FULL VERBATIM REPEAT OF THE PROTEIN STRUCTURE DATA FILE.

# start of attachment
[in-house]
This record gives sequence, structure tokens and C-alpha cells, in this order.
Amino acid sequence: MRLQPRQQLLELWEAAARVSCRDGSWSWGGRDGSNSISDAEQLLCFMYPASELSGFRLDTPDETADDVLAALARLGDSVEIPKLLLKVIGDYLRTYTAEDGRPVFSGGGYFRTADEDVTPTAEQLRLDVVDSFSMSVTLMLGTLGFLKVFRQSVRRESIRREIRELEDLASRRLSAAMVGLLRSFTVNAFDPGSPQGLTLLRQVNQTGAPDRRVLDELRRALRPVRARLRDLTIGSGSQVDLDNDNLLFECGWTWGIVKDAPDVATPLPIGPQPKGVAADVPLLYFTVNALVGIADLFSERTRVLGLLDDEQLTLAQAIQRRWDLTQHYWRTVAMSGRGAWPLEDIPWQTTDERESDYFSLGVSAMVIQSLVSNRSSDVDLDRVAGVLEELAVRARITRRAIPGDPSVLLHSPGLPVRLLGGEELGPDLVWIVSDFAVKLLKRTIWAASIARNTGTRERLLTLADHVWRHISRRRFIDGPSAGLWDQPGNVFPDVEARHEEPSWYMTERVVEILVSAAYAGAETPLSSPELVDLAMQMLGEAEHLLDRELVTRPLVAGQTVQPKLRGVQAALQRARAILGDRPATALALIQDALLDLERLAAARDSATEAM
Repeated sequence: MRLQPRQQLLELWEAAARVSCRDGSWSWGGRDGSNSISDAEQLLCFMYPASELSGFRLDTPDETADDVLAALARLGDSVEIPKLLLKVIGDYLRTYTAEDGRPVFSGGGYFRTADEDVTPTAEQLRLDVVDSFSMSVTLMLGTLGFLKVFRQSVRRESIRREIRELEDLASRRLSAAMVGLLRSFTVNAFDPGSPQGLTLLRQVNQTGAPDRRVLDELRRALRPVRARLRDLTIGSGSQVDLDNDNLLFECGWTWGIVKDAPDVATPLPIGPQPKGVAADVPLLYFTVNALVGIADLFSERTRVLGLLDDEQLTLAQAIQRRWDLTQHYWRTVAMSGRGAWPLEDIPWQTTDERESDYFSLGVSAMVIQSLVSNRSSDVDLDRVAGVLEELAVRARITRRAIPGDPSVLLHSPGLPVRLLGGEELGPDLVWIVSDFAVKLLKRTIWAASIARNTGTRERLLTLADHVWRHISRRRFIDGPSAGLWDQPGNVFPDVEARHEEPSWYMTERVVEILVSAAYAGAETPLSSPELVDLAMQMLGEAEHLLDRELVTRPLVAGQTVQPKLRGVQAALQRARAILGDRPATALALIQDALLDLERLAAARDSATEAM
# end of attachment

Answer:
[in-house]
This record gives sequence, structure tokens and C-alpha cells, in this order.
Amino acid sequence: MRLQPRQQLLELWEAAARVSCRDGSWSWGGRDGSNSISDAEQLLCFMYPASELSGFRLDTPDETADDVLAALARLGDSVEIPKLLLKVIGDYLRTYTAEDGRPVFSGGGYFRTADEDVTPTAEQLRLDVVDSFSMSVTLMLGTLGFLKVFRQSVRRESIRREIRELEDLASRRLSAAMVGLLRSFTVNAFDPGSPQGLTLLRQVNQTGAPDRRVLDELRRALRPVRARLRDLTIGSGSQVDLDNDNLLFECGWTWGIVKDAPDVATPLPIGPQPKGVAADVPLLYFTVNALVGIADLFSERTRVLGLLDDEQLTLAQAIQRRWDLTQHYWRTVAMSGRGAWPLEDIPWQTTDERESDYFSLGVSAMVIQSLVSNRSSDVDLDRVAGVLEELAVRARITRRAIPGDPSVLLHSPGLPVRLLGGEELGPDLVWIVSDFAVKLLKRTIWAASIARNTGTRERLLTLADHVWRHISRRRFIDGPSAGLWDQPGNVFPDVEARHEEPSWYMTERVVEILVSAAYAGAETPLSSPELVDLAMQMLGEAEHLLDRELVTRPLVAGQTVQPKLRGVQAALQRARAILGDRPATALALIQDALLDLERLAAARDSATEAM
Repeated sequence: MRLQPRQQLLELWEAAARVSCRDGSWSWGGRDGSNSISDAEQLLCFMYPASELSGFRLDTPDETADDVLAALARLGDSVEIPKLLLKVIGDYLRTYTAEDGRPVFSGGGYFRTADEDVTPTAEQLRLDVVDSFSMSVTLMLGTLGFLKVFRQSVRRESIRREIRELEDLASRRLSAAMVGLLRSFTVNAFDPGSPQGLTLLRQVNQTGAPDRRVLDELRRALRPVRARLRDLTIGSGSQVDLDNDNLLFECGWTWGIVKDAPDVATPLPIGPQPKGVAADVPLLYFTVNALVGIADLFSERTRVLGLLDDEQLTLAQAIQRRWDLTQHYWRTVAMSGRGAWPLEDIPWQTTDERESDYFSLGVSAMVIQSLVSNRSSDVDLDRVAGVLEELAVRARITRRAIPGDPSVLLHSPGLPVRLLGGEELGPDLVWIVSDFAVKLLKRTIWAASIARNTGTRERLLTLADHVWRHISRRRFIDGPSAGLWDQPGNVFPDVEARHEEPSWYMTERVVEILVSAAYAGAETPLSSPELVDLAMQMLGEAEHLLDRELVTRPLVAGQTVQPKLRGVQAALQRARAILGDRPATALALIQDALLDLERLAAARDSATEAM